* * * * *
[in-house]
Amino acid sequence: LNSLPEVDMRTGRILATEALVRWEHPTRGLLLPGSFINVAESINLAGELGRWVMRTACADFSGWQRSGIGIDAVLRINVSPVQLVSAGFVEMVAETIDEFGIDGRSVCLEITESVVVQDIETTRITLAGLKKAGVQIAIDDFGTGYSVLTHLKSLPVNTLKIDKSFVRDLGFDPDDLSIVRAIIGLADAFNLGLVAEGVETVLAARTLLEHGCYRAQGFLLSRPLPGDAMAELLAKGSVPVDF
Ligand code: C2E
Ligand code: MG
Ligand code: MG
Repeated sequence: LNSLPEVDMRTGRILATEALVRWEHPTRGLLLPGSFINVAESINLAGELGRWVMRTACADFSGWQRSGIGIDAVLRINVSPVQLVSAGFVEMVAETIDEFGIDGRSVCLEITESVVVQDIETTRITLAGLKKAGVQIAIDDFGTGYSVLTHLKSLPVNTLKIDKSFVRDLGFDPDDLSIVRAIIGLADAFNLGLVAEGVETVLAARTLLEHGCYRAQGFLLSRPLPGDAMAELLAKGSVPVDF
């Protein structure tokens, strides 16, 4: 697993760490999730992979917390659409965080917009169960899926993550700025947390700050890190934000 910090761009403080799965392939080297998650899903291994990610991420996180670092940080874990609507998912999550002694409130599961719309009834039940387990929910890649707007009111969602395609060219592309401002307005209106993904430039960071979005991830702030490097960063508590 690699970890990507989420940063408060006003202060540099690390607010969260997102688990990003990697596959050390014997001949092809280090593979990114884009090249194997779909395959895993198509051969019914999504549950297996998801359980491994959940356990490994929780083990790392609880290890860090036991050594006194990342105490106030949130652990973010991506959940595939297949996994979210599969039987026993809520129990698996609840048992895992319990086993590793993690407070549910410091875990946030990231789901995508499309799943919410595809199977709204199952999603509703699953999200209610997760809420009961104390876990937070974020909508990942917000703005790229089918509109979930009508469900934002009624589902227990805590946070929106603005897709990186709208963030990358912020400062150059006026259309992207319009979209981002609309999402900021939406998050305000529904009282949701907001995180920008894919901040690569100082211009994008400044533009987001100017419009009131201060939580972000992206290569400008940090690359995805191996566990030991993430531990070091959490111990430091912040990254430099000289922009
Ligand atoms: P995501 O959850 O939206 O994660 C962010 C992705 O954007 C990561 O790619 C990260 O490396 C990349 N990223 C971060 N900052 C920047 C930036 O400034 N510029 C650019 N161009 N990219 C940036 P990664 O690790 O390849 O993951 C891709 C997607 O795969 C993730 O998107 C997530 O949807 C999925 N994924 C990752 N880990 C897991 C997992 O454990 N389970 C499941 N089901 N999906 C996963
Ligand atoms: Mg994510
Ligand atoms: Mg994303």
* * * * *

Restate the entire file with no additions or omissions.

[in-house]
Amino acid sequence: LNSLPEVDMRTGRILATEALVRWEHPTRGLLLPGSFINVAESINLAGELGRWVMRTACADFSGWQRSGIGIDAVLRINVSPVQLVSAGFVEMVAETIDEFGIDGRSVCLEITESVVVQDIETTRITLAGLKKAGVQIAIDDFGTGYSVLTHLKSLPVNTLKIDKSFVRDLGFDPDDLSIVRAIIGLADAFNLGLVAEGVETVLAARTLLEHGCYRAQGFLLSRPLPGDAMAELLAKGSVPVDF
Ligand code: C2E
Ligand code: MG
Ligand code: MG
Repeated sequence: LNSLPEVDMRTGRILATEALVRWEHPTRGLLLPGSFINVAESINLAGELGRWVMRTACADFSGWQRSGIGIDAVLRINVSPVQLVSAGFVEMVAETIDEFGIDGRSVCLEITESVVVQDIETTRITLAGLKKAGVQIAIDDFGTGYSVLTHLKSLPVNTLKIDKSFVRDLGFDPDDLSIVRAIIGLADAFNLGLVAEGVETVLAARTLLEHGCYRAQGFLLSRPLPGDAMAELLAKGSVPVDF
């Protein structure tokens, strides 16, 4: 697993760490999730992979917390659409965080917009169960899926993550700025947390700050890190934000 910090761009403080799965392939080297998650899903291994990610991420996180670092940080874990609507998912999550002694409130599961719309009834039940387990929910890649707007009111969602395609060219592309401002307005209106993904430039960071979005991830702030490097960063508590 690699970890990507989420940063408060006003202060540099690390607010969260997102688990990003990697596959050390014997001949092809280090593979990114884009090249194997779909395959895993198509051969019914999504549950297996998801359980491994959940356990490994929780083990790392609880290890860090036991050594006194990342105490106030949130652990973010991506959940595939297949996994979210599969039987026993809520129990698996609840048992895992319990086993590793993690407070549910410091875990946030990231789901995508499309799943919410595809199977709204199952999603509703699953999200209610997760809420009961104390876990937070974020909508990942917000703005790229089918509109979930009508469900934002009624589902227990805590946070929106603005897709990186709208963030990358912020400062150059006026259309992207319009979209981002609309999402900021939406998050305000529904009282949701907001995180920008894919901040690569100082211009994008400044533009987001100017419009009131201060939580972000992206290569400008940090690359995805191996566990030991993430531990070091959490111990430091912040990254430099000289922009
Ligand atoms: P995501 O959850 O939206 O994660 C962010 C992705 O954007 C990561 O790619 C990260 O490396 C990349 N990223 C971060 N900052 C920047 C930036 O400034 N510029 C650019 N161009 N990219 C940036 P990664 O690790 O390849 O993951 C891709 C997607 O795969 C993730 O998107 C997530 O949807 C999925 N994924 C990752 N880990 C897991 C997992 O454990 N389970 C499941 N089901 N999906 C996963
Ligand atoms: Mg994510
Ligand atoms: Mg994303």